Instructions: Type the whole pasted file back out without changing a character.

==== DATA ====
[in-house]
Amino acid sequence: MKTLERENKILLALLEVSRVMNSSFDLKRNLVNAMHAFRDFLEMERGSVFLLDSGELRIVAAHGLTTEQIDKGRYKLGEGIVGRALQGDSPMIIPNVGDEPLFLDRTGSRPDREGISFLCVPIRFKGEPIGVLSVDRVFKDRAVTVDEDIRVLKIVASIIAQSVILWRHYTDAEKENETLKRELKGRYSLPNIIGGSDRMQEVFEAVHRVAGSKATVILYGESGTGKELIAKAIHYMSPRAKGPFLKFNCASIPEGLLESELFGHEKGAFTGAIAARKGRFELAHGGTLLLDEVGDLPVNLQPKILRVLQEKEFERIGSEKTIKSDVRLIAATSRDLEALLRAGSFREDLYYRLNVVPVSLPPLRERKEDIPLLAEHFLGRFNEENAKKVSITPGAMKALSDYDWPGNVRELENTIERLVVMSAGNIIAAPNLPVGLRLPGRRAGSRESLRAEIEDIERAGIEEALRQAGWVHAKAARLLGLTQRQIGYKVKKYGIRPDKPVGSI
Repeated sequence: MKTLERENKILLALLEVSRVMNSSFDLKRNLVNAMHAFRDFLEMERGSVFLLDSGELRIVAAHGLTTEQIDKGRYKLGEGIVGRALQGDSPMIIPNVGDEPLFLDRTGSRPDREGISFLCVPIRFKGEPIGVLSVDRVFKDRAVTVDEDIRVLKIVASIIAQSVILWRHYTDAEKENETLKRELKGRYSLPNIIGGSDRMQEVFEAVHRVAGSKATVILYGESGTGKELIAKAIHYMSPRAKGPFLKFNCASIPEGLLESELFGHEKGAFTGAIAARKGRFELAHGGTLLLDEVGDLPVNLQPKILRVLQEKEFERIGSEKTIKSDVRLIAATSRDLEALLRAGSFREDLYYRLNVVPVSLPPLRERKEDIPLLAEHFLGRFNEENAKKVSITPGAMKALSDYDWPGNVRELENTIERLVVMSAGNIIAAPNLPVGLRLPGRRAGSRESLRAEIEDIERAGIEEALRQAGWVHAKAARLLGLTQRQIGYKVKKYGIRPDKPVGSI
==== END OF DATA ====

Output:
[in-house]
Amino acid sequence: MKTLERENKILLALLEVSRVMNSSFDLKRNLVNAMHAFRDFLEMERGSVFLLDSGELRIVAAHGLTTEQIDKGRYKLGEGIVGRALQGDSPMIIPNVGDEPLFLDRTGSRPDREGISFLCVPIRFKGEPIGVLSVDRVFKDRAVTVDEDIRVLKIVASIIAQSVILWRHYTDAEKENETLKRELKGRYSLPNIIGGSDRMQEVFEAVHRVAGSKATVILYGESGTGKELIAKAIHYMSPRAKGPFLKFNCASIPEGLLESELFGHEKGAFTGAIAARKGRFELAHGGTLLLDEVGDLPVNLQPKILRVLQEKEFERIGSEKTIKSDVRLIAATSRDLEALLRAGSFREDLYYRLNVVPVSLPPLRERKEDIPLLAEHFLGRFNEENAKKVSITPGAMKALSDYDWPGNVRELENTIERLVVMSAGNIIAAPNLPVGLRLPGRRAGSRESLRAEIEDIERAGIEEALRQAGWVHAKAARLLGLTQRQIGYKVKKYGIRPDKPVGSI
Repeated sequence: MKTLERENKILLALLEVSRVMNSSFDLKRNLVNAMHAFRDFLEMERGSVFLLDSGELRIVAAHGLTTEQIDKGRYKLGEGIVGRALQGDSPMIIPNVGDEPLFLDRTGSRPDREGISFLCVPIRFKGEPIGVLSVDRVFKDRAVTVDEDIRVLKIVASIIAQSVILWRHYTDAEKENETLKRELKGRYSLPNIIGGSDRMQEVFEAVHRVAGSKATVILYGESGTGKELIAKAIHYMSPRAKGPFLKFNCASIPEGLLESELFGHEKGAFTGAIAARKGRFELAHGGTLLLDEVGDLPVNLQPKILRVLQEKEFERIGSEKTIKSDVRLIAATSRDLEALLRAGSFREDLYYRLNVVPVSLPPLRERKEDIPLLAEHFLGRFNEENAKKVSITPGAMKALSDYDWPGNVRELENTIERLVVMSAGNIIAAPNLPVGLRLPGRRAGSRESLRAEIEDIERAGIEEALRQAGWVHAKAARLLGLTQRQIGYKVKKYGIRPDKPVGSI